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John Cacoulidis could be described as — well, he could be described in terms that would give my libel lawyer ulcers, so, to avoid irritated stomach linings, let’s just say Cacoulidis seems — eccentric. Nothing wrong with eccentric, of course. This country was founded by eccentrics and is still run by people who could be characterized as eccentric (assuming the person doing the characterizing is overly charitable).
Cacoulidis, a wealthy New York developer, first came to public attention in Maine in 2002, when he proposed building twin 640-foot towers on the South Portland waterfront as part of a hotel/convention center/hospital complex that would be connected to Portland by cable cars across the harbor. Development officials had to take him aside and explain the project was, um, eccentric.
Next Cacoulidis and his wife complained about the property taxes they paid for their private island off Cumberland. When town officials were less than sympathetic, Cacoulidis asked the Legislature to allow the island to secede and form its own municipality, population: two. The bill was killed after being referred to the Joint Standing Committee on Eccentricities.
Last spring, Cacoulidis proposed using his island for a liquefied natural gas terminal, prompting his neighbors to suggest he was — let’s just say the word "eccentric" would not be an adequate synonym. "So far, I have not been accepted as a Mainer, yet," he told the Maine Sunday Telegram, displaying a penchant for understatement my libel lawyer has suggested I could benefit from emulating.
While Cacoulidis’s activities have often been entertaining, they’d hardly have been sufficient to elicit the above comparison with the Founding Fathers if it weren’t for his most recent foray into the public consciousness. In July, he had a large sign hung on the front of his island boathouse, proclaiming, "Bush Cheney ’04."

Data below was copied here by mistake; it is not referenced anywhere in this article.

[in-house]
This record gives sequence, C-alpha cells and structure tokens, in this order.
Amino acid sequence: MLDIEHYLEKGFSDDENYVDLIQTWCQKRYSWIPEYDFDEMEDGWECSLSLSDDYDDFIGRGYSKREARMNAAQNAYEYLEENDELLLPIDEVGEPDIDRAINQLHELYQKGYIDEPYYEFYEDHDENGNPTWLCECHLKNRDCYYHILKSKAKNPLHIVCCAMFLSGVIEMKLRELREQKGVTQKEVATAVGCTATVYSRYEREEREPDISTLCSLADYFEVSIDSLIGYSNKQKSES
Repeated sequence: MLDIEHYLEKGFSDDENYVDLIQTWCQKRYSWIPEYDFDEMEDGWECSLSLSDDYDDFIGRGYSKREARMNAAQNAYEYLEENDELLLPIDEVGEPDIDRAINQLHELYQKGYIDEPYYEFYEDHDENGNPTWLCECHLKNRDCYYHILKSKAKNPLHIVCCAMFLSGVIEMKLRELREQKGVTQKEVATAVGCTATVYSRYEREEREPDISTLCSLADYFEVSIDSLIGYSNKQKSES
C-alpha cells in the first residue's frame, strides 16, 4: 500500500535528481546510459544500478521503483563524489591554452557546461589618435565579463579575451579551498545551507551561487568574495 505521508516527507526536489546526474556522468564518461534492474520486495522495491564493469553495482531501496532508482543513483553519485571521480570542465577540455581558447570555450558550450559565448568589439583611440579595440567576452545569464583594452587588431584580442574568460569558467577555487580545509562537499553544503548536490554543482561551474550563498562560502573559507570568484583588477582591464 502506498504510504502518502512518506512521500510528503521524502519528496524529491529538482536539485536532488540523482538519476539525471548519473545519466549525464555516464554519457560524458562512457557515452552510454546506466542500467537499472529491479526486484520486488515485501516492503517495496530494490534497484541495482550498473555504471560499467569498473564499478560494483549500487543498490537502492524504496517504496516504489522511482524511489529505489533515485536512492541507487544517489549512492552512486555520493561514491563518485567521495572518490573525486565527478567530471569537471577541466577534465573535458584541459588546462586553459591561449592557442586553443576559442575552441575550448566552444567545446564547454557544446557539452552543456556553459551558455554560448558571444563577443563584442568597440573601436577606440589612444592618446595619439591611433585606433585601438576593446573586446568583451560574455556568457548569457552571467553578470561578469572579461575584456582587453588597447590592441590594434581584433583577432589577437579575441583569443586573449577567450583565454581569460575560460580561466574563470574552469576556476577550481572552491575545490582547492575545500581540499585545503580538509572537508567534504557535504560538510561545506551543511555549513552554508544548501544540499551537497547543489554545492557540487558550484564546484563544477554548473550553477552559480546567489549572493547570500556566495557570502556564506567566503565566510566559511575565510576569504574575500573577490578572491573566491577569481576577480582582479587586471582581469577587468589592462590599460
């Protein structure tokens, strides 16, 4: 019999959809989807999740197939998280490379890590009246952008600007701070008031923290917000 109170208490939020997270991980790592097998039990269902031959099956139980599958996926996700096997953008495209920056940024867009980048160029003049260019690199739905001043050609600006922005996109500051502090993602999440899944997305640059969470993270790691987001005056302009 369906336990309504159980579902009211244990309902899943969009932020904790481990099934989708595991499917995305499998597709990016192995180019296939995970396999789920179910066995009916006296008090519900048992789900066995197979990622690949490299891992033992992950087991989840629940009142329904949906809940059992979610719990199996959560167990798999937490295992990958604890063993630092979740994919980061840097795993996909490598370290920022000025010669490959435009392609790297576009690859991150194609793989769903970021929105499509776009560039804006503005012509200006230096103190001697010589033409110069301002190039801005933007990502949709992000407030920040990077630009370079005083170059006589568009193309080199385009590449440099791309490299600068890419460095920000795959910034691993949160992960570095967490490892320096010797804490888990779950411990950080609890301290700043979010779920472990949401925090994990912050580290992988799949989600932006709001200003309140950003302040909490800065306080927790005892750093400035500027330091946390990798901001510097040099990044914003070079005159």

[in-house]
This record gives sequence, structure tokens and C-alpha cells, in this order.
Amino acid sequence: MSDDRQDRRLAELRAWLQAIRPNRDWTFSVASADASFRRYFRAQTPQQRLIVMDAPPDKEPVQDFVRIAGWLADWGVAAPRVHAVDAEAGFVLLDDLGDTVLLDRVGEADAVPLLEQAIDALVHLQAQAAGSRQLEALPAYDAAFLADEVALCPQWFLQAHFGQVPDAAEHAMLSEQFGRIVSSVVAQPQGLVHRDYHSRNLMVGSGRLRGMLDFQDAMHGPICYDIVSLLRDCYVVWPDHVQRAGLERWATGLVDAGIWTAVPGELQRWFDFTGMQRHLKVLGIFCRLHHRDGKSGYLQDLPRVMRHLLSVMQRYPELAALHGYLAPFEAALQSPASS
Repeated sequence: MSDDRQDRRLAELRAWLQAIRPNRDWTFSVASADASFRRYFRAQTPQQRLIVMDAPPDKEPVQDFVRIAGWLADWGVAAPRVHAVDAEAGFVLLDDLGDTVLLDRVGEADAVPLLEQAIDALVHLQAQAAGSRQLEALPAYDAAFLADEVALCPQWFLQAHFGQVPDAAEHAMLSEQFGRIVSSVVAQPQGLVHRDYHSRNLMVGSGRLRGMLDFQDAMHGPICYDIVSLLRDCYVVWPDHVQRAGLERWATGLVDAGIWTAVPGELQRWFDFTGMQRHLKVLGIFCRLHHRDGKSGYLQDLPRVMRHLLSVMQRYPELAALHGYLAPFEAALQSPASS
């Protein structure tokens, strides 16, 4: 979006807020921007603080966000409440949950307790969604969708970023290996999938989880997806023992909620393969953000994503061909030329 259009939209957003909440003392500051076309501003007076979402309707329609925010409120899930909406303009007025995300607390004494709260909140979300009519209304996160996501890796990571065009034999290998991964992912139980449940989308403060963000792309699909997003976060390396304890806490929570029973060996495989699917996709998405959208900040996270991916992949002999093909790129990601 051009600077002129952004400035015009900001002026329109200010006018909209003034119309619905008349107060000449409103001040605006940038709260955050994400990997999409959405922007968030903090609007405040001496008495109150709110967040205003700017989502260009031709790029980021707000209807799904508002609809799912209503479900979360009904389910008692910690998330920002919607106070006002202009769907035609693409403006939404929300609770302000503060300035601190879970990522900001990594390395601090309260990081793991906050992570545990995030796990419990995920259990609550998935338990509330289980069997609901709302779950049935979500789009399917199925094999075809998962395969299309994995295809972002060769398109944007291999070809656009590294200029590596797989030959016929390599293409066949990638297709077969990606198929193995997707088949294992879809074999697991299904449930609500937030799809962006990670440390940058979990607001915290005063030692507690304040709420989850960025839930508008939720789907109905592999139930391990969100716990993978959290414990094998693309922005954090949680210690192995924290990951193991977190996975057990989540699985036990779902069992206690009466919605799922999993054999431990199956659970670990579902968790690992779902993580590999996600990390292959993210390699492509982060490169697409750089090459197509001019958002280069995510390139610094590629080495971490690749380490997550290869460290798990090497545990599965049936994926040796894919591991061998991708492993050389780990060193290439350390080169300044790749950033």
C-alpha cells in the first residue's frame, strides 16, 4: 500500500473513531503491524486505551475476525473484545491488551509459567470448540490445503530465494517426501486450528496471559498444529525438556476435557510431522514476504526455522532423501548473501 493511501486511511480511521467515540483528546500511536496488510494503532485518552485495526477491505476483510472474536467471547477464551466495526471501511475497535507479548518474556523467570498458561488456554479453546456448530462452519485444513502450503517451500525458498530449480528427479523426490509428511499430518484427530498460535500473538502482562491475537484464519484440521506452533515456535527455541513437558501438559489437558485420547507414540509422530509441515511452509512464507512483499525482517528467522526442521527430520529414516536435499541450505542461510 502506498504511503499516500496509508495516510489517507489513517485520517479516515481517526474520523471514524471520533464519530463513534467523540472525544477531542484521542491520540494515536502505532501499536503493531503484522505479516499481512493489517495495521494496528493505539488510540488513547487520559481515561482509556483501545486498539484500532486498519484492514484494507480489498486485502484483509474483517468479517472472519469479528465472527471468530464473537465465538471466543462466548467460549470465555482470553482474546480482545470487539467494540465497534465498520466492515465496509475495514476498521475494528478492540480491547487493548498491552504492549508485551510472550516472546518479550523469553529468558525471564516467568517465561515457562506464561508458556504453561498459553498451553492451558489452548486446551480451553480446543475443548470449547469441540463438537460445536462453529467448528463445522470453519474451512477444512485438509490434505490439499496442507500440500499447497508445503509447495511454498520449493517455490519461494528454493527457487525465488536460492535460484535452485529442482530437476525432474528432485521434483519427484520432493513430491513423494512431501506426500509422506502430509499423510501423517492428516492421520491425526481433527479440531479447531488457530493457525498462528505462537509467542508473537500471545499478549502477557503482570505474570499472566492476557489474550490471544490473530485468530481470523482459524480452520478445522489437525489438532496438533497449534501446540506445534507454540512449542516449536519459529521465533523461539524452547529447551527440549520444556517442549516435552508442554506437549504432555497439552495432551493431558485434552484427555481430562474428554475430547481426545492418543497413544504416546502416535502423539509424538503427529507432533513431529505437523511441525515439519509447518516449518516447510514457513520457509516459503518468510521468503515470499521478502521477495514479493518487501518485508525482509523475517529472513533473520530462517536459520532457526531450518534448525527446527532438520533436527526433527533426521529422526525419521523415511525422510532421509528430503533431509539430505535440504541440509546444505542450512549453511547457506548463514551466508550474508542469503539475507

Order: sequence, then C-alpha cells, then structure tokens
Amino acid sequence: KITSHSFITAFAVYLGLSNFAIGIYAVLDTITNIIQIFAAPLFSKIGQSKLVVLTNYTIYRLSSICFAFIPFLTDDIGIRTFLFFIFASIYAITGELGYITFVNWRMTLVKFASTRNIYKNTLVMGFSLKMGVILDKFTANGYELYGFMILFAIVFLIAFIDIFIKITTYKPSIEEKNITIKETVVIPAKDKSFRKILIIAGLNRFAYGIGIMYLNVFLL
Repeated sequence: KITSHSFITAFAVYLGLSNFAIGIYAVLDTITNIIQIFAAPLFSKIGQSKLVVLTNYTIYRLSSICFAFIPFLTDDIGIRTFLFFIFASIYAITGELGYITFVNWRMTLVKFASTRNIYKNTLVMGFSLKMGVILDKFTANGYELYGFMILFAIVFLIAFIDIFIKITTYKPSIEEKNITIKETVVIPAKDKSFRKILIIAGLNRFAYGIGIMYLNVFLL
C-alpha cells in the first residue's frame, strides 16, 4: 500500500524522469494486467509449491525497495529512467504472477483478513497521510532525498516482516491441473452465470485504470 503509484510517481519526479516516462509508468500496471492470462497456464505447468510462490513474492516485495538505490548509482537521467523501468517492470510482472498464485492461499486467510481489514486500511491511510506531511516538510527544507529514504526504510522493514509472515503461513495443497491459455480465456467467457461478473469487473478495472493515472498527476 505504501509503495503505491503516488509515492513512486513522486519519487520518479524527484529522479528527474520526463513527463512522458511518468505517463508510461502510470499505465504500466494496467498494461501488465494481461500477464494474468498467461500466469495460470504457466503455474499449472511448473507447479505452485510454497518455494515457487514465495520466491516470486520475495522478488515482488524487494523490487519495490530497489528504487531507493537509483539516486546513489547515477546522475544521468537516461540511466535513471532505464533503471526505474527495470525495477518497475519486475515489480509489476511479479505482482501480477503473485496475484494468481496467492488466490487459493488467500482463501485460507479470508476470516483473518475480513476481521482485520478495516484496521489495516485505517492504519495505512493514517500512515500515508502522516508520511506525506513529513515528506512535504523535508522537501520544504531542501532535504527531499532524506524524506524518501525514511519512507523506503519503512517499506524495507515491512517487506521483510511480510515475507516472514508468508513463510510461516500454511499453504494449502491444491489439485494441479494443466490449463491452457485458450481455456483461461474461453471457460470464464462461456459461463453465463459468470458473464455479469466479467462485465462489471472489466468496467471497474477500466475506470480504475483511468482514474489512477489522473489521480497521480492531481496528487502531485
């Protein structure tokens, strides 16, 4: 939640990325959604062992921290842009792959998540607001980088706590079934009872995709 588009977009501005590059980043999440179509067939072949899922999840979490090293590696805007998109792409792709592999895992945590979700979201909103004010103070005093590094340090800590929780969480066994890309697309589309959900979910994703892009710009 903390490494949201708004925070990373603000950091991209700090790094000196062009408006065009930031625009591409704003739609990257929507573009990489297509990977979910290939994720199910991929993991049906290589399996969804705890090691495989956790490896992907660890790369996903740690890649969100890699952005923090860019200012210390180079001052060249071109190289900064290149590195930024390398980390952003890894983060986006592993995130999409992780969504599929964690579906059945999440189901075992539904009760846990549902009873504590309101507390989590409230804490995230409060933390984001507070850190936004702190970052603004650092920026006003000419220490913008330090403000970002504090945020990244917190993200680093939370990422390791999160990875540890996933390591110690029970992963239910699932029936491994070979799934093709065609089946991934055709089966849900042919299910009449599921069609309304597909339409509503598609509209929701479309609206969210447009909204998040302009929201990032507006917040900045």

Neighbors complained, arguing the poster violated a local ordinance prohibiting political signs that could be viewed from the public way, except within 30 days of an election. But town officials decided the sign could not, technically, be seen from a public way, so Cacoulidis could keep it up.
How beneficent of the municipal overseers to allow somebody to practice the rights granted under the First Amendment.
Like many Americans, I’d always assumed that if I were seized with a deep-seated conviction that Governor John Baldacci’s press secretary ought to be removed from office, I was free to express this eccentric notion by putting a sign in my front yard that read "Impeach Lee Umphrey." If I snapped after hearing the grating voice of Maine’s junior senator once too often, I felt I had the inalienable right to erect a billboard on my property urging my fellow citizens to "Demand Susan Collins Get Voice Lessons." Like Cacoulidis, I was certain this stuff was covered under the umbrella of freedom of speech.
Not so, apparently.
In 2002, Auburn police went onto private property to seize signs for Republican gubernatorial candidate Peter Cianchette, because they’d been erected more than the permitted 30 days before the general election.
That same year, enforcers in Kittery ordered the Green Independent Party’s candidate for governor, Jonathan Carter, to take down a sign outside his campaign headquarters, because it had been posted too early.
In 2003, Lewiston cops stepped in when a few citizens erected early signs on their lawns supporting a casino in Maine. Pull ’em up, they were told, or else.
This past January, the town of Belfast demanded the removal of posters for Democratic presidential candidate Dennis Kucinich, even though the signs were put up within 30 days of the state’s caucuses. Caucuses are not elections, the local poobahs decided, so placards are not permitted. The state attorney general issued an opinion to the contrary, and Belfast relented.
And in July, the town of Lincolnville demanded that Dennis Webber take down a sign in front of his house containing a biblical quotation, because it was within 33 feet of the center of a public road. Only business signs are allowed in this sacred zone. (How about, "Jesus says use Poland Spring Water at your next baptism.")
For an eccentric, John Cacoulidis seems to have lots of company.
City and town officials argue their local laws are needed because the signs are eyesores. In Lewiston? C’mon.
They claim political posters can be a hazard, blocking drivers’ views of pedestrians. Lots of Munchkins live in Belfast, do they?
They insist they have to enforce the law, even if the law is plainly unconstitutional. Apparently, they’ve forgotten who passed these unconstitutional laws in the first place.
What’s needed is some common sense. Since that appears to be an unrealistic expectation, a lawsuit would probably do the trick, allowing the Maine Supreme Judicial Court to rule once and for all on just how eccentric we’re allowed to be.
If you don’t want to put your message on a lawn sign, email it to me at email@example.comThe Politics and Other Mistakes archive.
Issue Date: August 20 - 26, 2004
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